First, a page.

Trisomy 18, I was told, was a diagnosis incompatible with life and it had grabbed hold of every one of our son’s cells. A random third copy of his 18th chromosome would steal our son’s life and every dream we had already dreamt for it. As the words hit my ears, my toes curled in agony, I clenched the table in desperation, I bellowed from a depth reserved for things unimaginable. My husband came home and met me in that space and we sat there together, crying and aching; full of dread and uncertainty while we tried to figure out how we would survive what was to come. Recalling it now, it felt more like a pain tsunami than a wave; I will never forget how it engulfed me.

I’m sure you can relate, that you too were in that place, that place where the reality of the loss that has been suffered or the loss that is to come hits and everything gets knocked off kilter, and you’re left wondering if the world will ever get righted again.

The next several months were a blur; navigating this precarious pregnancy and hoping beyond hope that our son would be an exception to the Trisomy 18 rule. There was nothing that could be done to intervene, there is no cure, so we did what we could: we loved him, cared for him, named him; I carried him to the best of my ability. And our boy, our wee but mighty Abel, turned out to be quite the fighter: he fought through the entire 9 months of pregnancy; he fought through labor, and through delivery and then he fought to stay.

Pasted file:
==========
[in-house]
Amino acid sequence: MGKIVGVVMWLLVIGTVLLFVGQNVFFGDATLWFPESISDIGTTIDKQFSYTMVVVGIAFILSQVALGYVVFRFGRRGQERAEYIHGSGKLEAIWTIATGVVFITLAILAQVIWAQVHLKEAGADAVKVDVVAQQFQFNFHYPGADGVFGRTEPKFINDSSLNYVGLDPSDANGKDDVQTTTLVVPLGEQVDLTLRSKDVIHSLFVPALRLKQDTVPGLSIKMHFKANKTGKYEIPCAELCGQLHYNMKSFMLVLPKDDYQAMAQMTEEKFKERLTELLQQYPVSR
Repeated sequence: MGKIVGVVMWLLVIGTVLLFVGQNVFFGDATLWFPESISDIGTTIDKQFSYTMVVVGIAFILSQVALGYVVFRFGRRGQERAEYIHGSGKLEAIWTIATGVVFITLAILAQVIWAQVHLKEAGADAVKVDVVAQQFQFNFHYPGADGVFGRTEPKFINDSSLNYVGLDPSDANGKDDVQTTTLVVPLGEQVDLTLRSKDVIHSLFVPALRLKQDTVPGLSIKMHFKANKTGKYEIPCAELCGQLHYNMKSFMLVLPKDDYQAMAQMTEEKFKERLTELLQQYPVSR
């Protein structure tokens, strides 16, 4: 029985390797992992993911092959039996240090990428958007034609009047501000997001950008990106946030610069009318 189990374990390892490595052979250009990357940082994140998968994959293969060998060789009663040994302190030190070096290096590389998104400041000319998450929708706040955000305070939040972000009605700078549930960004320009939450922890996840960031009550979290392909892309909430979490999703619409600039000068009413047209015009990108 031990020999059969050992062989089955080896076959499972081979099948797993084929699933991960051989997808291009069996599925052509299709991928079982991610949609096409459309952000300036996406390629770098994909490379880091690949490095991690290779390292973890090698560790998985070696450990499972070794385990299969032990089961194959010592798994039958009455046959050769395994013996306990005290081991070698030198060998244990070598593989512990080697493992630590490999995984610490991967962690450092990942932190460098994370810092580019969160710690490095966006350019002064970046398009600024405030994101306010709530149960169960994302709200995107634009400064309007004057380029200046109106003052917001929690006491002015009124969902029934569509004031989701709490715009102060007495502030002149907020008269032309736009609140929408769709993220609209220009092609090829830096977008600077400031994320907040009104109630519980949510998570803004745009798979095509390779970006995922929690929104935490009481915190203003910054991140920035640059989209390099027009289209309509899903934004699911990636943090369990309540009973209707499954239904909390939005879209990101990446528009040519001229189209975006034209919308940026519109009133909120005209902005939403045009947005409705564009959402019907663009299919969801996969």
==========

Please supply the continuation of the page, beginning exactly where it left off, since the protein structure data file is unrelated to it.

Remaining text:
Abel was born living at 8:04 a.m. on February 19th, 2016, and he came into this world with the faintest but sweetest little cry I ever did hear. Oh how we grasped at every moment he gave us: we created every memory, captured every piece of him we could. We surrounded Abel with friends and family, and my dear friend and our incredible NILMDTS photographer both took the most gorgeous photos. We learned his face, we inhaled him and memorized him, we made sure he felt every ounce of love and security we had to give. But these moments were fleeting, and this coveted time with him, though a gift, was entirely too short. Abel fought and fought; he fought until he couldn’t fight anymore, and at 12:15 p.m., after a mere but miraculous four hours and 11 minutes of life, Abel took his last breath and died wrapped tightly in my arms.